Commercial Mediation

Where an impartial commercial mediator resolves disputes

between two or more businesses

COMMERCIAL MEDIATION is a process where an skilled, commercially-minded mediator helps two or more businesses or organisations resolve a dispute. 


We list some examples of typical commercial disputes that are suitable for mediation below, but almost any dispute can be resolved with a mediator that understands commercial issues and open-minded participants.

The mediator will always seek a mutually acceptable settlement.  This ensures the parties remain in control of the outcome and can protect their interests at all times, something we have found to be critical for businesses. 

This differs from court, where the outcome is decided by a judge based on arguments and evidence typically presented by the parties' lawyers.


The UK courts are heavily promoting mediation to resolve disputes without court action, describing  litigation as a "last resort".  This is because mediation offer many advantages, some of which are noted here.


We have provided an outline of how a typical mediation might work here.

Why should you mediate?


Mediate settlements to commercial disputes quickly to avoid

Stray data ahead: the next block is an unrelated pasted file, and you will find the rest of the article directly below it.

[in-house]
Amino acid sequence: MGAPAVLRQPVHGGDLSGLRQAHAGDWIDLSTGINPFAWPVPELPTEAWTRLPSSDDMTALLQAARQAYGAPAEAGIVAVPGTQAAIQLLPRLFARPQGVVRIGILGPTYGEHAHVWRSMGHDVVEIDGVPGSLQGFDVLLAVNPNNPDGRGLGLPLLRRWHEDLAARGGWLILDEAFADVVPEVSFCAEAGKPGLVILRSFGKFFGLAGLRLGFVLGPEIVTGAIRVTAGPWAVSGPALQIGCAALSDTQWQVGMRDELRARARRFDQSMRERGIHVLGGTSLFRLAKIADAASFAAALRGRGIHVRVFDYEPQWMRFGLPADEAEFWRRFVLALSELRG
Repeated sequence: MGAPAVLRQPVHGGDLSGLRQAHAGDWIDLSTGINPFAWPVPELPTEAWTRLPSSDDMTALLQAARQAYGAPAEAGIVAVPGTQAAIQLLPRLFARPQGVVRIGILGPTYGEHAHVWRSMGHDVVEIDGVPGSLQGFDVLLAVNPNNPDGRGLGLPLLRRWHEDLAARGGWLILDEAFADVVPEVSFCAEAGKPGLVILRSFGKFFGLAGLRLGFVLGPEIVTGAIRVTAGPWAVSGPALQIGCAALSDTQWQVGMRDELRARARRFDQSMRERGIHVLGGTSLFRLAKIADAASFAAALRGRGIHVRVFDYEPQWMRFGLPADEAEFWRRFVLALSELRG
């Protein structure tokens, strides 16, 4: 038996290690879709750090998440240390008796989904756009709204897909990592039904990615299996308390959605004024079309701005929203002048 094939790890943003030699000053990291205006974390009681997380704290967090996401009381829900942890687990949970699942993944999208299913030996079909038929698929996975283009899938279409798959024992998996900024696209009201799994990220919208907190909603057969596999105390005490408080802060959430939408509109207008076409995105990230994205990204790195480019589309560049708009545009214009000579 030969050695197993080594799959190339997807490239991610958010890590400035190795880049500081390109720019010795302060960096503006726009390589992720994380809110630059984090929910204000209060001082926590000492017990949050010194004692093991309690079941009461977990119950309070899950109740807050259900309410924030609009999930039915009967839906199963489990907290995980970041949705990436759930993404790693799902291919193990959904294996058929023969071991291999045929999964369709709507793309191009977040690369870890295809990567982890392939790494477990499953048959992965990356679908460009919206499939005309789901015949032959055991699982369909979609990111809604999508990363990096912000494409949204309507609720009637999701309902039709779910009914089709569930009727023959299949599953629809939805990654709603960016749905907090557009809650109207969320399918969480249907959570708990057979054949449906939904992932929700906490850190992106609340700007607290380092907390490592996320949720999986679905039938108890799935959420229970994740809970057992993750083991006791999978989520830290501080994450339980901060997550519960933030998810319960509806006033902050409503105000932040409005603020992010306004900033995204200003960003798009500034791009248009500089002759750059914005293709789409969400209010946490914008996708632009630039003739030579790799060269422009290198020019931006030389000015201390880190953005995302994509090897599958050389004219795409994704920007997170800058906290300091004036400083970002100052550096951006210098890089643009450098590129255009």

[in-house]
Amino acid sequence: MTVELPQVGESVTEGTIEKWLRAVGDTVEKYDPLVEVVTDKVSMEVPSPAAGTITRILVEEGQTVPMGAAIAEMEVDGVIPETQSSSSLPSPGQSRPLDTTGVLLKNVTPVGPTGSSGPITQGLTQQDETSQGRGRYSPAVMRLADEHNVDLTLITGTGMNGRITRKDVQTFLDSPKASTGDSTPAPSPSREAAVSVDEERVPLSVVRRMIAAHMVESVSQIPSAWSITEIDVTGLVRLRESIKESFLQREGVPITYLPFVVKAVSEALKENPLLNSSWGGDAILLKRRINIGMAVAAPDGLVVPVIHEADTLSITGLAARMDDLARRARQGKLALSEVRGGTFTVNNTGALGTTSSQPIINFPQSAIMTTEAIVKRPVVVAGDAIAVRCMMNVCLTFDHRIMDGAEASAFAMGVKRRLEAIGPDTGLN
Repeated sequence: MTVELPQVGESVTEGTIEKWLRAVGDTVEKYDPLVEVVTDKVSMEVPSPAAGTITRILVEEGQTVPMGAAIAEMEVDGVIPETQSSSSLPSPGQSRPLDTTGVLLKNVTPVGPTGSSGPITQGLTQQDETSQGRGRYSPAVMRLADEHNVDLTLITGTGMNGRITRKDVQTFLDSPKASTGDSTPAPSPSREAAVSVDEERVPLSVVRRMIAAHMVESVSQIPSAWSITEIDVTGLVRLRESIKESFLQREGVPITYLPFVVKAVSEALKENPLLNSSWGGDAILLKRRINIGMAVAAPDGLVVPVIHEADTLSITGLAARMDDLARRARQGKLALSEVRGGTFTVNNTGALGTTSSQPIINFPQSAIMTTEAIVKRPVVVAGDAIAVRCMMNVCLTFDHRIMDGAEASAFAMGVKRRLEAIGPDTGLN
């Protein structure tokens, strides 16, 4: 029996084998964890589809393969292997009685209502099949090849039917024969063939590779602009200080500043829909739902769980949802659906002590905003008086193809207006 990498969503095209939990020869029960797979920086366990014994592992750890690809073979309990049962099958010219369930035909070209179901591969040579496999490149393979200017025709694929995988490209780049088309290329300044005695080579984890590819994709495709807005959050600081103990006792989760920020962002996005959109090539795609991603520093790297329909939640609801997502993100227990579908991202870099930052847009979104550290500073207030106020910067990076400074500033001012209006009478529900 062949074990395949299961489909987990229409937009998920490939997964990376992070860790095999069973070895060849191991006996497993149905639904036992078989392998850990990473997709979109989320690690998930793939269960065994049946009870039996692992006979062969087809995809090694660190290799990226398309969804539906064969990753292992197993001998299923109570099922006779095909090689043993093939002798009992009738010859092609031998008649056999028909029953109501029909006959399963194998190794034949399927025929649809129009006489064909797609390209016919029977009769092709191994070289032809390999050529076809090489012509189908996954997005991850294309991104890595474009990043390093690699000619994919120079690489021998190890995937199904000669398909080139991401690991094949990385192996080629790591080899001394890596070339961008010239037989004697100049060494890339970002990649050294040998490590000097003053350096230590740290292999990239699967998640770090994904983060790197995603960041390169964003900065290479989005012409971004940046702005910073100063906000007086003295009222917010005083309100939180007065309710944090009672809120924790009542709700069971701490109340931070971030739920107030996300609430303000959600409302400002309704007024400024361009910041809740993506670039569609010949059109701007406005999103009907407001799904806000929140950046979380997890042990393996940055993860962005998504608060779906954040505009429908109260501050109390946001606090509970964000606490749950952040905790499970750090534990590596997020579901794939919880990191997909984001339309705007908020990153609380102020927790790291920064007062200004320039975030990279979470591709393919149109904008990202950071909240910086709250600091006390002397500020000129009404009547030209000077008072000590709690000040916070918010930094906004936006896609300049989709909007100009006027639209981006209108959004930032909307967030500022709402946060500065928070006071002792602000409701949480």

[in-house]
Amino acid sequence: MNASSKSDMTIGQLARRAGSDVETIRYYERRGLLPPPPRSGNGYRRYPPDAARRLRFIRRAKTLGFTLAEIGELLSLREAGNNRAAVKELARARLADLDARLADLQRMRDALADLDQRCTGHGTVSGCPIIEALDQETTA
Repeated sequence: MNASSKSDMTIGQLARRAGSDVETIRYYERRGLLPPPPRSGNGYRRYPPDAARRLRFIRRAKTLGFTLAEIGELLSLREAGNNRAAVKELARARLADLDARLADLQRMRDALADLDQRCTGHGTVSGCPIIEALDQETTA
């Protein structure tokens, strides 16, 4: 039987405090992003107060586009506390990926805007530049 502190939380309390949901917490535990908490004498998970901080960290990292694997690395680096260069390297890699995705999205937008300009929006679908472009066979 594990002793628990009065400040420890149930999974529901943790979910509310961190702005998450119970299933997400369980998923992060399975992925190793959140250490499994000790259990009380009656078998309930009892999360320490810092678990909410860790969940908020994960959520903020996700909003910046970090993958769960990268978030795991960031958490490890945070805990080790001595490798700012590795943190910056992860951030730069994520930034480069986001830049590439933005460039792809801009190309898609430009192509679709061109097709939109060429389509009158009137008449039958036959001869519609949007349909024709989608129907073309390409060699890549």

dissatisfied customers, unhappy employees and a risk to your profitability

Protect your revenue and profitability

Disruptions to your supply chain, issues with buyers or disrupted distribution channels can all damage your profitability. 

Unless you resolve such issues quickly and get your business back on track, this can soon threaten your ability to continue trading.

Don't give your competitors a chance to steal your market; resolve disputes and focus on running your business.

Maintain customer satisfaction

All businesses rely on the loyalty of satisfied customers. Your customers rely on you to deliver for them.

If your product or service is jeopardised by a commercial dispute, you need to resolve it quickly to keep the trust of your customers.

Ensure you remain focused on your customers' needs and protect the quality of your proposition from shocks in your business.

Keep your team productive and focused

Your people are critical to the running of your business. Disputes will disrupt their focus, reduce productivity and unsettle your team.

If your employees are prevented from doing a great job your business will suffer and you may struggle to hang on to them.

Give your people the protection they deserve and empower them to deliver by resolving causes of dissatisfaction.

Advantages of Mediation

There are many benefits of mediation versus court action

We have highlighted some of the most important below



Mediation is much cheaper than court action

The costs are known and fixed at the outset


Parties are free to determine the outcome of their dispute, giving flexibility and control


Neither party can have an outcome

imposed on them


Everything revealed during the mediation is protected by confidentiality clauses


This preserves privacy, commercially sensitive information and full legal rights


Mediation is usually resolved in one day

and can be scheduled quickly

Court action can take several months and is scheduled by the court

Protects relationships

Commercial relationships can be critical to success​, even during disputes

Mediation is collaborative, protecting relationships more than adversarial litigation